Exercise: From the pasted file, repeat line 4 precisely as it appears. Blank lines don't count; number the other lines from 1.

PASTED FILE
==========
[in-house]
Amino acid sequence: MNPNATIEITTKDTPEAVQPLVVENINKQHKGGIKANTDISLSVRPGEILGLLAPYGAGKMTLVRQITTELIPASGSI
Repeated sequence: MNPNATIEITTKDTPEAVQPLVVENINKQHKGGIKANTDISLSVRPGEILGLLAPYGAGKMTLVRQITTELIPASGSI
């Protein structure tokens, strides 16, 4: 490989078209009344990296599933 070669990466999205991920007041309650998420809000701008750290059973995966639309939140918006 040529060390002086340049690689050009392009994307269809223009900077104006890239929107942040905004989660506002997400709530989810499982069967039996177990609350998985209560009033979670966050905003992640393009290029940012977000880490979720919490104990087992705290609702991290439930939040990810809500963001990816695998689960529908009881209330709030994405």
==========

């Protein structure tokens, strides 16, 4: 490989078209009344990296599933 070669990466999205991920007041309650998420809000701008750290059973995966639309939140918006 040529060390002086340049690689050009392009994307269809223009900077104006890239929107942040905004989660506002997400709530989810499982069967039996177990609350998985209560009033979670966050905003992640393009290029940012977000880490979720919490104990087992705290609702991290439930939040990810809500963001990816695998689960529908009881209330709030994405």